Murder and Mother, darling – “Psycho” by Robert Bloch
Having read the book, I now know exactly what he meant.
As good of a film as “Psycho” is (and yes, it’s an amazing one) it owes everything to the original novel. Bloch’s “Psycho” laid the groundwork for what would become one of the most revered movies of all time – as well as for a string of less-successful sequels, in both novel and film form.
Hitchcock was smart enough to know a good thing when he read it.
Anthony Perkins’ Norman Bates is a chilling cinematic monster, but Bloch’s novel delves deeper into the psyche of Norman Bates, as well as more into his backstory. The death of Mother Bates isn’t heavily focused on in the film, but her living domination of her awkward son, as well as her death and “second life” are brought to startling life here. We also get glimpses into his thoughts, and the struggle taking place in him between the personalities trying to take over his mind. In addition, the reader gets to know more about Mary Crane (the character played by Janet Leigh in the film) as well as the characters of Sam Loomis and Lila Crane, who are pretty one-note in the movie.
Probably the biggest difference between the book and the movie is the description of Norman Bates himself. In the novel, Norman is an overweight middle aged man who drinks when he’s under pressure. As you can see in the still below, the film Norman (though still awkward and incredibly creepy) was more normal, and dare I say – gasp – attractive? (My husband disagrees with me on the “attractive” part, and says Norman Bates is just creepy all-around.)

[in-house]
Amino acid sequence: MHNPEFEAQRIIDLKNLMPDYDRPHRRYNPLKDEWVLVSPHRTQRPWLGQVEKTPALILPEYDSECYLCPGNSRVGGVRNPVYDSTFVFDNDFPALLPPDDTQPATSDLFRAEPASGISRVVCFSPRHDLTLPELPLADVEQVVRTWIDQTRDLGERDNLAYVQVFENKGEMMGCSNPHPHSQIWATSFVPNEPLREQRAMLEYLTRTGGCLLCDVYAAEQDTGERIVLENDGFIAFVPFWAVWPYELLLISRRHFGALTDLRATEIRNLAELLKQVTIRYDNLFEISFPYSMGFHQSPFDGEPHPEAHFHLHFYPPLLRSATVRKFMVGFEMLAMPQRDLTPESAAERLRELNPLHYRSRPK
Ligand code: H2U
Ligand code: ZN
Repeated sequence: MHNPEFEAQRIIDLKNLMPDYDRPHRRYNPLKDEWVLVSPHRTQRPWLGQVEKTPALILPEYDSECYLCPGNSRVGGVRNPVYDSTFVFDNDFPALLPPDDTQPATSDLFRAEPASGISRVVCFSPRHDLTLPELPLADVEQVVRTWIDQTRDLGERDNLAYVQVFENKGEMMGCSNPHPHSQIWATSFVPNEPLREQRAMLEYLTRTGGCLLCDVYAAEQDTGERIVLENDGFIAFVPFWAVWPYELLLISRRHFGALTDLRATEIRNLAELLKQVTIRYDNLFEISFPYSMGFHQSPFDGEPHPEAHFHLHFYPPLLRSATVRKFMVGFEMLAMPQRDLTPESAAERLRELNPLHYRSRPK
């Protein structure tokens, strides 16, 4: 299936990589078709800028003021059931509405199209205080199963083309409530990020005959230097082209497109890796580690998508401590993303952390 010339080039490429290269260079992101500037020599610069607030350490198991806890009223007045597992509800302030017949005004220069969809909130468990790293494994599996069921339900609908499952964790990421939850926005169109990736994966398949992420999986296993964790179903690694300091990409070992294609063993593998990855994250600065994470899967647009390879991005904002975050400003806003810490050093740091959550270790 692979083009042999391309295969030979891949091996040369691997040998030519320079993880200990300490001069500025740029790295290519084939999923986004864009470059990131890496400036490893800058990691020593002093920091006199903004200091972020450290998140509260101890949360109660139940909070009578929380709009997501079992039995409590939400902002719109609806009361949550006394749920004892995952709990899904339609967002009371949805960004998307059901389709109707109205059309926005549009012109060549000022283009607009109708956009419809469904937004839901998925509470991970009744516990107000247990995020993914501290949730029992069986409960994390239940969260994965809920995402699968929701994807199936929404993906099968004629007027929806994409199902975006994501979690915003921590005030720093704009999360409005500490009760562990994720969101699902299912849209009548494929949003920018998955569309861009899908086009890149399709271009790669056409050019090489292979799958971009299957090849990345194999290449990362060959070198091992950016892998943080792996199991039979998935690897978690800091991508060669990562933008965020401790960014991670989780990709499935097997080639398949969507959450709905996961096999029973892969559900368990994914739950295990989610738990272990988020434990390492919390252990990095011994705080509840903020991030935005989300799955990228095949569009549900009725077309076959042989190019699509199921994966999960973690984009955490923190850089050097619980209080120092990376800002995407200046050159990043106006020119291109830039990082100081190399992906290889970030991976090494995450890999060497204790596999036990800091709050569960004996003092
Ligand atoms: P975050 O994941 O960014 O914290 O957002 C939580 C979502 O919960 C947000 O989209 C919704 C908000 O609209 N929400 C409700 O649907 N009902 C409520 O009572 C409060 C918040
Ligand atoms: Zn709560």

The other big difference involves a certain infamous shower scene, but… I’ll stop there and make you read it for yourselves.
Though I’m a lifelong fan of the movie, I have to say I think I enjoyed the book even more. It felt like a richer experience. Much like the Stanley Kubrick version of “The Shining,” Hitchcock’s stamp is so evident on the film that sometimes the actual story gets lost in the shuffle. Reading the novel made me pay attention to people and events, and I saw the story in a slightly different way.
(Isn’t it horrifying to know that “Psycho” was originally inspired by Ed Gein, who in 1957 was arrested for three murders, as well as for grave-robbing? When the police searched his house, they found loads of body parts and other horrifying paraphanelia. Gein also served as the inspiration for Leatherface, of The Texas Chainsaw Massacre, as well as Buffalo Bill in The Silence of the Lambs. Ew.)
Sometimes the line between real horror and fiction horror is thin, and blurry.
To end this post happily, I was delighted to hear that the Chicago Symphony Orchestra will be playing the score to Psycho along with a showing of the film on November 19th as part of their “Friday Night at the Movies” series. Imagine hearing the famous shower scene music played by a live orchestra! Shazam!